COMING TO GOD AS BEGGARS

“[L]et me know how fleeting I am” (Ps 39:4 ESV)!

“To suppose mercy without supposing misery, or pity without calamity, is a contradiction. Men must be sensible that the law is against them and that the wrath of God abides. They must be sensible that they are not worthy that God should have mercy on them. They come to God as beggars” Jonathan Edwards (ref#229, p56).

“It becomes us to be humbled into the dust; yet our grief, though it cannot be too great, may be under a wrong direction; and if it leads us to impatience or distrust, it certainly is so” John Newton (ref#322, p180).

“[Oh, T]hat I may know and love thee above all things; and above all things loathe and abhor myself. Grant that I may be so ravished in the wonder and love of thee, that I may forget myself and all things, feel neither prosperity nor adversity, may not fear to suffer all the pains of this world. Oh! Let me find thee more inwardly and verily present with me than I am with myself” Herny Scougal (ref#321, p144).

“[W]e are naturally prone to attribute everything to our human flesh, unless we have, as it were, object lessons of our stupidity, we easily form an exaggerated notion of our strength, and we take for granted that, whatever hardships may happen, we will remain invincible” John Calvin (ref#313, p47).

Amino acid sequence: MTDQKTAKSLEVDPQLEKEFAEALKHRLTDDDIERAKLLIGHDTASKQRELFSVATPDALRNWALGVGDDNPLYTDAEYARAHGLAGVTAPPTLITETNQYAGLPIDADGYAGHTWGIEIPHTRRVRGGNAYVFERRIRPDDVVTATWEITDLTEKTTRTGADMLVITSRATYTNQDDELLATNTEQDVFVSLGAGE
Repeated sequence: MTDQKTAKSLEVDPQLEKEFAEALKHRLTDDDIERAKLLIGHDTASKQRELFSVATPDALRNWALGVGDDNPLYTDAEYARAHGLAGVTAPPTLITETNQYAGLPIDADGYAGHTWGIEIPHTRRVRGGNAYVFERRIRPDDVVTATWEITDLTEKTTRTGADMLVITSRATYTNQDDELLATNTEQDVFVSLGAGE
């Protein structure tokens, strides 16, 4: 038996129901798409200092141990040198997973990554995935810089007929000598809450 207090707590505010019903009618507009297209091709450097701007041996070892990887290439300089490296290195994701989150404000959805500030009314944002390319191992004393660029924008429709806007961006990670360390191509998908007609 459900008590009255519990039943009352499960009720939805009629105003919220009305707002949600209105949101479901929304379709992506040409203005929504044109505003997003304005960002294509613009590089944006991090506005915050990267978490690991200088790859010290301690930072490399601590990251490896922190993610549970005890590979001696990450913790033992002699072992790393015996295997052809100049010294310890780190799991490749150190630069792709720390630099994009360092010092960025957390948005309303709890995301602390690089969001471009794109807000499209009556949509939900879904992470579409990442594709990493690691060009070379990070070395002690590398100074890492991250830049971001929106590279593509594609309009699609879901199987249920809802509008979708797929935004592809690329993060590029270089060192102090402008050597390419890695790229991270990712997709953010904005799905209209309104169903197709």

God Our Refuge

Dear Refuge of my weary soul,

On thee, when sorrows rise,

On thee, when waves of trouble roll,

My fainting hope relies.

[To thee I tell each rising grief,

For thou alone canst heal’

Thy word can bring a sweet relief

For every pain I feel.]

But O! when gloomy doubts prevail,

I fear to call thee mine;

The springs of comfort seem to fail,

And all my hopes decline.

Yet, gracious God, where shall I flee?

Thou art my only trust;

And still my soul would cleave to thee,

Though prostrate in the dust.

[Hast thou not bid me seek thy face,

And shall I seek in vain?

And can the ear of sovereign grace

Be deaf when I complain?

No; still the ear of sovereign grace

Attends the mourner’s prayer;

O may I ever find access

To breathe my sorrows there!]

Thy mercy-seat is open still;

Here let my soul retreat;

With humble hope attend thy will,

And wait beneath thy feet.

A. Steele (ref#224, Song #136)